Internal industry figures show hotels in Dublin city center are facing a catastrophic summer, with average occupancy rates of around 13% only forecast for the peak of the summer based on current reservations.
This contrasts with hotels in many areas outside the capital which have seen an increase in bookings since the sector reopened on June 2 and domestic tourism resumed.
Hoteliers and their representatives have criticized the government’s decision this week to impose strict quarantine measures even on vaccinated travelers from Britain in their efforts to slow down the more transmissible variant of the delta virus, which originated in India .
The joint travel zone with the UK effectively remains suspended on this side of the Irish Sea, as vaccinated UK travelers must quarantine themselves in their accommodation for five days, while those not fully vaccinated must isolate yourself for 10 days.
Dublin hotels, by far the hardest hit in the industry during the pandemic, were counting on an increase in UK visitors to save some trade in the coming months. The relative importance of British visitors is more pronounced in the capital, with domestic tourists more likely to leave Dublin.
That hope has now been dashed by stricter-than-expected rules announced this week following meetings between the government and public health officials. Vaccinated UK visitors were expected to be spared isolation or quarantine requirements when international travel resumes on July 19.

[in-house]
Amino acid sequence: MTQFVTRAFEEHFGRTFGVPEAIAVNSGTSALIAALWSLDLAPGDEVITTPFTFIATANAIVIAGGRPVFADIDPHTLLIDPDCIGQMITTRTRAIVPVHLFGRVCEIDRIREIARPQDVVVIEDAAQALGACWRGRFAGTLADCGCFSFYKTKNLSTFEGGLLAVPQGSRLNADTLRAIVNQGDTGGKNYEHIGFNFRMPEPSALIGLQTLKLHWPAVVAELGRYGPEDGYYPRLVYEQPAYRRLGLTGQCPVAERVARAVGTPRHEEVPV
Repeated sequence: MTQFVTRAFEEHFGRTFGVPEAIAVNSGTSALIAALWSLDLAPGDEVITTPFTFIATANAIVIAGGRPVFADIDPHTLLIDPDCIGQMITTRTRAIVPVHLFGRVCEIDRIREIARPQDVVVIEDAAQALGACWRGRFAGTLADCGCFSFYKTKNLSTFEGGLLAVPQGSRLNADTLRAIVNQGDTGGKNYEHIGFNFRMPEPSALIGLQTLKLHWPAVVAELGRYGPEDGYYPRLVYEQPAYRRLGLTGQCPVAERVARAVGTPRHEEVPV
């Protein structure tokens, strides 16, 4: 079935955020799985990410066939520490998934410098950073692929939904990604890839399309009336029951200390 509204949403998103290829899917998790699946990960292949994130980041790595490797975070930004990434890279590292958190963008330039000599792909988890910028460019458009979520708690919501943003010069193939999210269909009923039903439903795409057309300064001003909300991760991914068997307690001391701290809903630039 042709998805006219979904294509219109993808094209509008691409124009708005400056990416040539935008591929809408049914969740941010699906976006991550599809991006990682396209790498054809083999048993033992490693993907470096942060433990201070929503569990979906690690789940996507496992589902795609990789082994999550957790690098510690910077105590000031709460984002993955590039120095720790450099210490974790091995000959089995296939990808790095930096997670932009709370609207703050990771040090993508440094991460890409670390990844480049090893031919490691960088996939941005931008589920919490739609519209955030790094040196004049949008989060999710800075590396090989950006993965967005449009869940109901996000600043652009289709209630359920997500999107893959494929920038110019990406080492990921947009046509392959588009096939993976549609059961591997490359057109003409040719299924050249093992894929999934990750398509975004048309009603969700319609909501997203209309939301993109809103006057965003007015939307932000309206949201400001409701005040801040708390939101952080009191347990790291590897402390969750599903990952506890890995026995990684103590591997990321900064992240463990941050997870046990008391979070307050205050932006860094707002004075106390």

The Irish Hotels Federation (IHF) called the measures a “blow” to the city’s hotels. Paul Gallagher, general manager of the Buswells Hotel, a well-known political haunt near Leinster House, said vaccinated travelers “should have the freedom” to visit without restriction.
“The quarantine measures are like telling even vaccinated British visitors not to come. On a list of things to do when traveling to Dublin, staying alone in your hotel room for five days isn’t very high, ”he said.
Figures released to the industry by data research firm STR illustrate the shortage of bookings in the capital. Earlier this week, less than one in four hotel rooms were expected to be occupied this weekend among a sample of the city’s more than 40 hotels.
No pickup is evident for school closings. On most days in July, fewer than one in 10 hotel rooms are booked in the city. This jumps up to mid-to-late teens in percentage terms on Friday and Saturday nights.
There is a slight increase for the month of August. Even so, Dublin hotels are booked for less than a fifth on most weekend nights. Average bookings are 13% over the next 28 and 90 days.
Mr Gallagher said five-star hotels would perform better as domestic tourists indulge in luxury nights.
He said Dublin hotels were burning money by rehiring staff they didn’t need to avoid staff shortages after the pandemic.
The IHF said the new UK restrictions come “at a time when Dublin hotels already have occupancy levels at historic lows”.
“This is a very worrying development, especially given the increasing level of demand in recent weeks for travel to Ireland from our nearest neighbor.”